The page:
I still have all those unmarked boxes from the last move. Who knows what’s in there? This time around we’re not playing roulette with boxes and trying to deliver them to the right room. Instead I am marking every box with the room it needs to go in as well as a list of the contents. That way there are no surprises or lost items in the move. Hopefully unpacking will be a breeze!

7. Move Furniture First.
I like to move the furniture first. Of course that means you have boxes of junk everywhere but it’s worth it to me to get the big stuff out and see the impact it makes on the space. When we get to the new house we can also freely move the furniture until we find a way we like it before bringing in all the boxes. Once furniture is in place it stays there, so I want to get it set up right in the first place.

8. Keep Healthy and Safe.
You have more health concerns than you think when you move. I’m allergic to dust; that makes packing and unpacking stuff that’s been hidden away for a long time hard on me. I invested in a mask for painting that filters the dust out for me and allows me to breathe. I also got goggles to keep it out of my eyes.

Drinking lots of water, especially if you’re carrying a lot and it’s hot, is really important. You should also take breaks to catch your breath and cool down. Do not try to move too heavy or too many items by yourself--if you hurt your back you won’t be good for anything. If you have a lot of heavy items you may want to think about hiring some help. I’m lucky; I can call on family. But if you can’t, there are many places you can get help for only a small amount of money and it saves you a lot of hassle.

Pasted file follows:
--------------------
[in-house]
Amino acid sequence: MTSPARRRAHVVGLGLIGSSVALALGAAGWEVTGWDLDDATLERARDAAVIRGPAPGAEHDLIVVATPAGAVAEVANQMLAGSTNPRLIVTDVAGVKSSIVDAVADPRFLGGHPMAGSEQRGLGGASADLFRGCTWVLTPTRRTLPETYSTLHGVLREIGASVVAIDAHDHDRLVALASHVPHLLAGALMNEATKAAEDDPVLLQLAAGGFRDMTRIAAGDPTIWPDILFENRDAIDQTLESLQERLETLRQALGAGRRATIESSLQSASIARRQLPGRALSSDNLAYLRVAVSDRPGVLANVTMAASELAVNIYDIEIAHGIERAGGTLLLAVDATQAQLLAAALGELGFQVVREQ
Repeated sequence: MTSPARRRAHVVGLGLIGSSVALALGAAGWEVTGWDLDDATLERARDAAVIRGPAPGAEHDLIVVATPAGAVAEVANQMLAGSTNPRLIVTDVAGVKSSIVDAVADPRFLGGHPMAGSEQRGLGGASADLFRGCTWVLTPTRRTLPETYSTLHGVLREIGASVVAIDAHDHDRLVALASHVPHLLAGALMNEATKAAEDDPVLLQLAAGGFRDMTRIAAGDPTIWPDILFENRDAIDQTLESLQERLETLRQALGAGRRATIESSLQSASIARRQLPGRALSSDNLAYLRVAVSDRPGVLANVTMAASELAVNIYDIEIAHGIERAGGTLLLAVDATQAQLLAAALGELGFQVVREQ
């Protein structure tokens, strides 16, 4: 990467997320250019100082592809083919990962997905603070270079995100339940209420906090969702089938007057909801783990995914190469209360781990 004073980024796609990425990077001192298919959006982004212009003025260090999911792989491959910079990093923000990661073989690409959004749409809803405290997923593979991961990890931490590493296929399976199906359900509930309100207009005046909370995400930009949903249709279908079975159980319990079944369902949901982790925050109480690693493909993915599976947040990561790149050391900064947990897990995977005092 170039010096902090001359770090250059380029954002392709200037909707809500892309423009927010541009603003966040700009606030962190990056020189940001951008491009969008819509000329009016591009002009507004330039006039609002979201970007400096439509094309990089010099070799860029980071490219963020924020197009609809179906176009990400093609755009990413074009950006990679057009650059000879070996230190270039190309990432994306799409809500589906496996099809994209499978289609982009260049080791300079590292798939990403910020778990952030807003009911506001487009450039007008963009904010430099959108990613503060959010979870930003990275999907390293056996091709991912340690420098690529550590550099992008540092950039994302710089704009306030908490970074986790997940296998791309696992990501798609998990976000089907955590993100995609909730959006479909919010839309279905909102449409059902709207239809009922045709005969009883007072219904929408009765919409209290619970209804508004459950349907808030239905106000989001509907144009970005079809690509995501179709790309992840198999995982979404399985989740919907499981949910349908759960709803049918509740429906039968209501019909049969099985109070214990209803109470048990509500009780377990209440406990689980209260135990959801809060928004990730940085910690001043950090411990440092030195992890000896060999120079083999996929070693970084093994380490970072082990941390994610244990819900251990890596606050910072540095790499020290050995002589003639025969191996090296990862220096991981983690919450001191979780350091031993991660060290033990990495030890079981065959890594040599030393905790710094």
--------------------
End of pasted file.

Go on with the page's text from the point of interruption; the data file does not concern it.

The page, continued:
9. Store Packed Boxes the Right Way.
The last thing you want is broken, melted, ruined or critter-infested belongings. Roaches are a big deal where I live, and I do not want them overrunning my new home. Climate controlled storage is your best bet, or just keep it inside your home, not in the garage or outside on a porch.

10. Clean Everything—Before and After.
Before you start packing anything, you should clean everything. That means dusting, mopping and so on. That way when your stuff gets to your new house it’s ready to go. Your new home should also be cleaned before the move to make sure the past owners did not leave anything behind. The seller is supposed to clean, but they don’t always do it.

This may be your last chance for a long while to get in those hard-to-reach areas like behind the refrigerator. After you move out of your home, do the new owners a big favor: clean up. It doesn’t have to be disinfected, but the carpets and floors should be cleaned, the walls and counters wiped down and so on. This is just common courtesy and is simple to do once everything is out of the house.

Moving is a lot of work, but I enjoy doing it right. I have the chance to remake my home and get rid of unneeded items cluttering up my life. While downsizing might not be in your future, think about whether you really need everything you’ve got. Is it necessary, or are you wasting time and effort on things that don’t add to your life? It’s good advice, whether you’re moving or not.

Linda Bailey of housekeeping.org is a Texas-based writer who specializes in housekeeping, green living, home décor, and more. She welcomes your comments: b.lindahousekeeping @ gmail.com